Last year, my headphones broke and I needed to buy new ones. I went on Amazon and realized the brand I liked had every color of the rainbow. Normally, I would just buy black or white so as not to stick out on the bus or walking around campus (because in my mind, everyone cares a lot about the color of my headphones and may make a snap decision about my worth based on what color I chose). On this particular day, I was feeling in tune with myself and starting to own some qualities, habits, and tastes of mine that had previously embarrassed me. So guess what? I bought the bright pink headphones. Not dusty millennial pink, my friends. Hot pink. Like, you could see the cord from a mile away.

I freaking love pink. When I was a little kid and had just moved into my neighborhood, some girls (who I later became friends with) asked my favorite color and I said pink. They replied that they liked blue. Rather than rejoicing in our difference, I assumed there must be something wrong with my choice. And pink became a dirty little secret about myself that I needed to suppress.

But guess what else? Not only do I not care what anyone thinks of my hot pink headphones, but also every time I wear them I feel a little spark of joy. Just seeing those babies dangling from my ears makes me happy.

That is a silly and inconsequential example, but you get the point.

When you show your vulnerable underbelly, it frees you. I feel physically lighter. I attract more people into my life who have more in common with me. I form deeper connections. I like myself more because I’m no longer acting from a place in which I reject myself in favor of a hypothetical judgment by another. Why live by hypotheticals when you can just live from the real?

Remember my inner mentor post? Sometimes I imagine that woman (who is me) when I feel myself moving out of my body into the space between me and another person’s judgment. She tells me that everything’s okay; in fact, everything will feel better if I do or say what’s right for me. She has always done what’s right for her, and I can see how relaxed her brow line, jaw, and shoulders are. She carries no tension there. She’s surrounded by people who love her for who she is, not what she thought they wanted her to be. Now, every day, I make the choice to move in that direction.

Two days ago, I had the opportunity to test this out in a much bigger way. I had to give a presentation on my research to a room of my peers, the Director of Graduate Studies, and my advisor. In theory, it really wasn’t that big of a deal. A pretty low-stakes situation. But I have always felt a little vomit-y before public speaking, despite my background in theater and teaching. Something about my peers just really does me in.

I decided I would use the presentation as an opportunity for growth and an opportunity to test showing my authentic self. My authentic graduate student self doesn’t like esotericism, jargon, or claims of certainty. I didn’t want to give a canned presentation that spoke only to those in my field, and I didn’t want to act like I had arrived at some great truth. I never feel like I’ve arrived and really only a couple people in the room study things similar to what I study. I thought if I wrote a presentation that told a story about my research process, not only would people be able to relate to my content more because they would see where it came from, but they might also be able to relate to the messiness and recursiveness of research.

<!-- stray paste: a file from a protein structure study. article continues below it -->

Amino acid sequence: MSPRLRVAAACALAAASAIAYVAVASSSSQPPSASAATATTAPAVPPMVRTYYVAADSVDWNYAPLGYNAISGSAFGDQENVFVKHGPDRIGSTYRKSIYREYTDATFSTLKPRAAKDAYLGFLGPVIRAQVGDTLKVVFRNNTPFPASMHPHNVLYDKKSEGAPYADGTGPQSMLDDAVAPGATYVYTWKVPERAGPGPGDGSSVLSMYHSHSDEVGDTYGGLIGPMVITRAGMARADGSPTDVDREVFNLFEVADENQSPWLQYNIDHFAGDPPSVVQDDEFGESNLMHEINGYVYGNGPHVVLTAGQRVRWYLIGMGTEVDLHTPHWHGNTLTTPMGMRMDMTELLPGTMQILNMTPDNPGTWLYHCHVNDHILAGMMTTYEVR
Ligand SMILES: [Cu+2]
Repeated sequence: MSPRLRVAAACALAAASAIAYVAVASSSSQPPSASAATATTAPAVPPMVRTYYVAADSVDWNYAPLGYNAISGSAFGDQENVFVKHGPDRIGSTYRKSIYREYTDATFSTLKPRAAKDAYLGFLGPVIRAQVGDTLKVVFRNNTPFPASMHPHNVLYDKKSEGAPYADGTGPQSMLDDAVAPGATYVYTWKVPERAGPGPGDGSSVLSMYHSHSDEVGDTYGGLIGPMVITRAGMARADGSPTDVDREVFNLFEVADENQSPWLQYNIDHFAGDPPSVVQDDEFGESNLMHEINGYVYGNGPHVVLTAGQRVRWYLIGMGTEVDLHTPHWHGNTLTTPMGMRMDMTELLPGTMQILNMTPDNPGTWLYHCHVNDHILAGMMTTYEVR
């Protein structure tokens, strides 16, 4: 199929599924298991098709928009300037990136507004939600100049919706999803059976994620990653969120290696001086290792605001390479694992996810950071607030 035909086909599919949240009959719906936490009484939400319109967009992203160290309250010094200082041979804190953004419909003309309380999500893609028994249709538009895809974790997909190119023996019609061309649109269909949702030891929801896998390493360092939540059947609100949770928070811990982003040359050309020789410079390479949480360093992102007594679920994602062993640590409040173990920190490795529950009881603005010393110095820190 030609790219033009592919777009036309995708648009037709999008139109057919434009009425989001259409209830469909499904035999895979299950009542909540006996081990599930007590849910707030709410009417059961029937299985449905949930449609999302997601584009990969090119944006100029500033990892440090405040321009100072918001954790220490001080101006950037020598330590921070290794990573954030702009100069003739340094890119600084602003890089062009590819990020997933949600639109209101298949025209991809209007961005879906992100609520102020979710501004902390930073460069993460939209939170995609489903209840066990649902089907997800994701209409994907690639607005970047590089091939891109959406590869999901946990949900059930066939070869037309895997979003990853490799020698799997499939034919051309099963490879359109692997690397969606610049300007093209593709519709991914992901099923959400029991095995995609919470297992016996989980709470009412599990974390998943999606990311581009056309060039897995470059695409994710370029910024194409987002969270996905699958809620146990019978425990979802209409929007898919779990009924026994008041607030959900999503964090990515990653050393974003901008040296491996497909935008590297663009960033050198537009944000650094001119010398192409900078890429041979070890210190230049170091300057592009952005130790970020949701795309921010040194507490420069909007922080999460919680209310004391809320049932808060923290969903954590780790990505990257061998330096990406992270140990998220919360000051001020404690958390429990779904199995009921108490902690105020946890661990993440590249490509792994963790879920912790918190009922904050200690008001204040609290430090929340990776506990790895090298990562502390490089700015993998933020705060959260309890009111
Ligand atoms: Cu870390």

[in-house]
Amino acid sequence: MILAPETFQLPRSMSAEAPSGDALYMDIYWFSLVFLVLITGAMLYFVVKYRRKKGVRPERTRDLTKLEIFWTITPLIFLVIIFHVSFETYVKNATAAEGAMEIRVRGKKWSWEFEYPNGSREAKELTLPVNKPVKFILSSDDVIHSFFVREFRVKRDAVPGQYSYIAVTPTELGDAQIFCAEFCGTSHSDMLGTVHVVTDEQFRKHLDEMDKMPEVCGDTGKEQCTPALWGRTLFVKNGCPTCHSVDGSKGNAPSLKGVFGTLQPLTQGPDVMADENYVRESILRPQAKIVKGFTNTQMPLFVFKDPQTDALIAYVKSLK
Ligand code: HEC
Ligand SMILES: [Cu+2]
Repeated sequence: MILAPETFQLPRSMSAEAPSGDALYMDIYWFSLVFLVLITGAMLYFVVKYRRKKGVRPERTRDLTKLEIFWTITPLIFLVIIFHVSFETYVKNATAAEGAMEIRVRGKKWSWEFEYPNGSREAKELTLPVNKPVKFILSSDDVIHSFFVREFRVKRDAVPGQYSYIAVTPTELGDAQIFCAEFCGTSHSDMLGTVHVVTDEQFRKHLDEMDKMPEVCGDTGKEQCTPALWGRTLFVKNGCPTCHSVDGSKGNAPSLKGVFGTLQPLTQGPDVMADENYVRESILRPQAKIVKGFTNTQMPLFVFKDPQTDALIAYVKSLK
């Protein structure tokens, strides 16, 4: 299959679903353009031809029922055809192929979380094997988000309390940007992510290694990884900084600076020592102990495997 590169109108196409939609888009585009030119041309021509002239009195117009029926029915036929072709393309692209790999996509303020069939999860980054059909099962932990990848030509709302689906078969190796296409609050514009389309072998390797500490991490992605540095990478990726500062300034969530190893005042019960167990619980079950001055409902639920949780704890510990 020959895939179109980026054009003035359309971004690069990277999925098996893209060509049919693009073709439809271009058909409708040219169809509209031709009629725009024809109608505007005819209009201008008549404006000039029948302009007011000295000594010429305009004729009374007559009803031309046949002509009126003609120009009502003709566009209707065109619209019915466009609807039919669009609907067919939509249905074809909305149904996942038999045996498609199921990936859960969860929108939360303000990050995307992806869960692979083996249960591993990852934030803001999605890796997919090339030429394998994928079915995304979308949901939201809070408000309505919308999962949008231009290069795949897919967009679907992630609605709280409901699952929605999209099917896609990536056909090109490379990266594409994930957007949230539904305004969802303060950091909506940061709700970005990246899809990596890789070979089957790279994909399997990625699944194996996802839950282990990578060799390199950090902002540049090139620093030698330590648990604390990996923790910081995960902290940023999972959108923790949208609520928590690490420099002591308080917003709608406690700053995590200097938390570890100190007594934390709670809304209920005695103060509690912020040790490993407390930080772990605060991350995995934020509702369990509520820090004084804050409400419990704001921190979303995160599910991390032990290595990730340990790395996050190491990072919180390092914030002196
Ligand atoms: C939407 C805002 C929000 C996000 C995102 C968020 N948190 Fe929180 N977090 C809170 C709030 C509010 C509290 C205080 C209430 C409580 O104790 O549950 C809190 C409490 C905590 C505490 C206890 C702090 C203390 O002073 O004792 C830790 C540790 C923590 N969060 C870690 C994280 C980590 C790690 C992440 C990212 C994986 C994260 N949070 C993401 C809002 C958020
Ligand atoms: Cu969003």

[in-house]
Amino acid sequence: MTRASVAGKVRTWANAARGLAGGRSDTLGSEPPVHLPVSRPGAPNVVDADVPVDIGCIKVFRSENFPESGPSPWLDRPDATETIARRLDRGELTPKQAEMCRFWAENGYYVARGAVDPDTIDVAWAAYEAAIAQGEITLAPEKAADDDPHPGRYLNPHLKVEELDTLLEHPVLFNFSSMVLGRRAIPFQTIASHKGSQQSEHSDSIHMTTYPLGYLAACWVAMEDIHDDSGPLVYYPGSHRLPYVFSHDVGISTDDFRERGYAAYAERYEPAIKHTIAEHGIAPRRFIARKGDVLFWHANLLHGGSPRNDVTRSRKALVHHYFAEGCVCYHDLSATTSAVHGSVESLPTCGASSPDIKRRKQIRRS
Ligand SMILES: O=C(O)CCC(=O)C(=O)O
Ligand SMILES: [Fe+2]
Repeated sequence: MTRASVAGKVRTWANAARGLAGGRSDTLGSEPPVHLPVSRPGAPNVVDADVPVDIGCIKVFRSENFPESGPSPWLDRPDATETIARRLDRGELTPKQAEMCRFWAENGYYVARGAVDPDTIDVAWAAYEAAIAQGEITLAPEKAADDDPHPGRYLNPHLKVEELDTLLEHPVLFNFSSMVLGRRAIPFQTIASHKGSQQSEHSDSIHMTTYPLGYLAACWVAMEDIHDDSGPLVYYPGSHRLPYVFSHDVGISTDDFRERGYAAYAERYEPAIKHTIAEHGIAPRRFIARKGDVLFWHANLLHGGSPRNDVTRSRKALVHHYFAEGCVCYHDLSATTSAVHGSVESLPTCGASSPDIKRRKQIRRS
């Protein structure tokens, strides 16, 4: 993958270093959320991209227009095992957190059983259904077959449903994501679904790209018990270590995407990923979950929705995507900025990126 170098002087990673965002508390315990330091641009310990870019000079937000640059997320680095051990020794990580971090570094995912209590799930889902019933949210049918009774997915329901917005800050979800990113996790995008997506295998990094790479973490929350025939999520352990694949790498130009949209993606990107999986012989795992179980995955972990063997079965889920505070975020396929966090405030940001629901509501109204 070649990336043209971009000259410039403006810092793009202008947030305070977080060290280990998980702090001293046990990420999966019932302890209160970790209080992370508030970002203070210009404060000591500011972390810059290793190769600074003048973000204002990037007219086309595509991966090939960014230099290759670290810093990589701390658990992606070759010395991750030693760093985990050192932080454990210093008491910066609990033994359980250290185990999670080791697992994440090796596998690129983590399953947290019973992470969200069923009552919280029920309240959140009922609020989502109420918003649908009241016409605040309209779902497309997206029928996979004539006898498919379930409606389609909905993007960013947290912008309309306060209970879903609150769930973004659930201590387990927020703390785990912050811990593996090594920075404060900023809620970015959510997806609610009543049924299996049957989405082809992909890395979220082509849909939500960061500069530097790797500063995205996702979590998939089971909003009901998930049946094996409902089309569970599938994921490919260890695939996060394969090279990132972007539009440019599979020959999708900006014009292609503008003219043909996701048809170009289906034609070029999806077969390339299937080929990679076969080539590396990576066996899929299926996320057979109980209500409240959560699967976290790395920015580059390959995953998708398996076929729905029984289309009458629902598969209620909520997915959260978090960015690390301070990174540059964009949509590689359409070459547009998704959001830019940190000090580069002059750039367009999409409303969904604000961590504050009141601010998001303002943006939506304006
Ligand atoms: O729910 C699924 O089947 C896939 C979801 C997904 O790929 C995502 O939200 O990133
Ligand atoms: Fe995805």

The old me may have said things like, They are going to think you are stupid if you don’t use jargon. They are going to think you are not a good scholar if you don’t propose a thesis. They are going to think you’re not professional if you speak too conversationally. 

The new me said, Who cares! It’s going to feel so good to show who you are as a scholar and a student.

Well, you can guess how this story ends. I did it. And it felt so good. There was positive feedback to boot, but for once in my life, I wasn’t in it for external validation. I was in it for me–to show up and show my real face and feel the integrity of choosing the courageous path that was right for me because it demonstrated one my most important values: openness.

After I shared this story with one of my good friends, he said to me: “You have always been smart and easy to like, and when you let people see both of those by being natural and not worrying about how it’s supposed to look, things go well.”

He is right. Things do go well.

How do you take off masks in your life? Can you think of a time when you hid your true self and felt burdened later? What about a time when you let it go and felt easy and free?

And P.S.: Did you absolutely love Heather’s post (the one before this)? I relate so hard.